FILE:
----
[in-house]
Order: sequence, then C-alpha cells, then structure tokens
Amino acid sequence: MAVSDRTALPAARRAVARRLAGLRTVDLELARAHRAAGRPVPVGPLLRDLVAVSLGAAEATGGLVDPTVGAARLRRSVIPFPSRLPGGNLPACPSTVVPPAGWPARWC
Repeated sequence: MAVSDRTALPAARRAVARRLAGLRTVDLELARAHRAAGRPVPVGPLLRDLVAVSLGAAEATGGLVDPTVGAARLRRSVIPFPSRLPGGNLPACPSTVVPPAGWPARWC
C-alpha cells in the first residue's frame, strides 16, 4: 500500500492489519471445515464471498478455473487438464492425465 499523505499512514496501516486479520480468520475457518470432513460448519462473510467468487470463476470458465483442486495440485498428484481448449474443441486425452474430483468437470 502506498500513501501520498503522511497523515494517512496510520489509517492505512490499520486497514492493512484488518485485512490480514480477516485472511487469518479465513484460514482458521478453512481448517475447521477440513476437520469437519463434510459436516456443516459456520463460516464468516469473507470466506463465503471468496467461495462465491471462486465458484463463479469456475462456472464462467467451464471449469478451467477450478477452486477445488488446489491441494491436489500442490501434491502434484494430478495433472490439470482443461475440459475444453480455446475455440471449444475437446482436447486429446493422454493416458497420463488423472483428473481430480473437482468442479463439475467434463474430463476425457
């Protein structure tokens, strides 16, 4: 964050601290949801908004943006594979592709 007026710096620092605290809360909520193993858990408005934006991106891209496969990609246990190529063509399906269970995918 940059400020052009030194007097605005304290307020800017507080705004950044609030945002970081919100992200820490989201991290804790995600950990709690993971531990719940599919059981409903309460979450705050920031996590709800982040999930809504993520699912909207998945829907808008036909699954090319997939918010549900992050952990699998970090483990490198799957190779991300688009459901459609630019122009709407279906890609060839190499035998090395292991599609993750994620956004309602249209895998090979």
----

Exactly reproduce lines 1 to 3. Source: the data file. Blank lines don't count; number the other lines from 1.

[in-house]
Order: sequence, then C-alpha cells, then structure tokens
Amino acid sequence: MAVSDRTALPAARRAVARRLAGLRTVDLELARAHRAAGRPVPVGPLLRDLVAVSLGAAEATGGLVDPTVGAARLRRSVIPFPSRLPGGNLPACPSTVVPPAGWPARWC